Review: The Old Man and the Land
by David Katz
- Nicholas Parish’s feature debut is a laudable attempt at audio-driven film storytelling, occasionally reaching something unique in its tale of an intransigent English farmer
The latest very independent UK production to bow at Tallinn Black Nights – affixed, as they’ve previously been, with prestigious British acting talent – is Nicholas Parish’s The Old Man and the Land, which immediately gives off an air of tough austerity, its images of mud piles and splintering wooden gates vividly bearing down on you, yet it’s really a more straightforward, emotionally direct affair. Duelling voiceovers from Rory Kinnear and Emily Beecham relate sorry details of filial squabbling and parental trauma, as we observe the dedicated farm labour of their dad, the titular “old man” (played by non-professional Roger Marten), whose only aural contribution is silence. The movie world-premiered in the festival’s Critics’ Picks strand.
Accompanying exclusively dialogue-free shots with expository voice-over is typical for documentary but an unlikely strategy for fiction, giving the false impression that The Old Man and the Land will be more innovative than it really is. Two crucial issues are that the voice-overs seldom meaningfully provide a counterpoint to the prosaic imagery of the farm life we see, and that Parish also forsakes a degree of rigour by allowing them to derive from numerous sources, whether they’re messages left on the unnamed “father”’s analogue answering machine, field recordings of real spaces the sibling characters are in, such as David’s (Kinnear) beloved pub, or they’re recollections of quite freaky dreams, directly addressed to the audience.
Essentially, a busy BBC-type radio play – full of fairly stock and clichéd emotional scenarios, although they’re performed vehemently by the actors – decorates artfully shot footage of the farmer soberly going about his business in his capacious sheep holdings; this tension between the ambiguous visuals and the fully explicated backstory surrounding them doesn’t produce an ideal synthesis. David and Laura, who are in their early forties yet rightly self-apply as being like “teenagers”, are tearaway underachievers who grew up on this still-lucrative family farm; with David’s alcohol and drug addictions plaguing the majority of his adult life, and Laura working on farms in sunnier climes like California and Spain, their eyes are drawn homeward as their father enjoys his final years of work, as they each proffer their case to inherit the land. With the abusive treatment of his wife gradually revealed in Laura’s accounts, we can surmise the patriarch’s sexist opposition to granting his daughter the property. We register the motif of the father castigating his immediate family for not living up to his masculine ideals, his son the “prancing little pretty boy” who chose to study English Literature, and not a “man’s man”.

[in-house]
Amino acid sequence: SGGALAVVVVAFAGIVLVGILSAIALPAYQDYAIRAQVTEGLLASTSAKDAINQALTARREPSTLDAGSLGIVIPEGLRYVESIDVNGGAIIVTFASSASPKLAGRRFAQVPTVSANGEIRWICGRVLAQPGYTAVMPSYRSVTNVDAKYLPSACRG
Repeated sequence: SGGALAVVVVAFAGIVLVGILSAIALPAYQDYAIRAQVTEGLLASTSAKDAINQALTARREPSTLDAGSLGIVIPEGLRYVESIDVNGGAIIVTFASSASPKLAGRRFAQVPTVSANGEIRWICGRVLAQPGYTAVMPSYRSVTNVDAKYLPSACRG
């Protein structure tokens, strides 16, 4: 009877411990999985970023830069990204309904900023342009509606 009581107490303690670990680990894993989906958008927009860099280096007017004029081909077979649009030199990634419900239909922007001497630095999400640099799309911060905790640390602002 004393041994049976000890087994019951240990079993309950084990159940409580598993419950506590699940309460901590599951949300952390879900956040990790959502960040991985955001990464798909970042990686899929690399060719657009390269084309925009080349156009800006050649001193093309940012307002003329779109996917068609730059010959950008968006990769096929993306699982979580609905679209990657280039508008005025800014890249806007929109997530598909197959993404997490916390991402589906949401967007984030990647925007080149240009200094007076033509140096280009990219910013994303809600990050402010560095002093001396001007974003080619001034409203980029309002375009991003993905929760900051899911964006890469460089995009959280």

Occasionally, David or Laura will make a cutting reference to an aspect of their dad’s love or harm, and Marten will appear particularly haunted, his brusque body language and tireless focus on the little lambs in the pen communicating his enduring emotional unavailability. And the narrational style does create ellipses where it’s clear the children have met with their father, as the voiceovers convey the passage of several months – never glimpsing them, we can only mentally recreate the emotional tenor of those meetings for ourselves. Laura also notably speaks of missing “England”, rather than referring to her home country as “Britain”; for Parish, the self-sufficient English rural life on display in The Old Man and the Land is a cul-de-sac of limited horizons, and the film excels when sharply evoking this, rather than in attempting to deconstruct film form.
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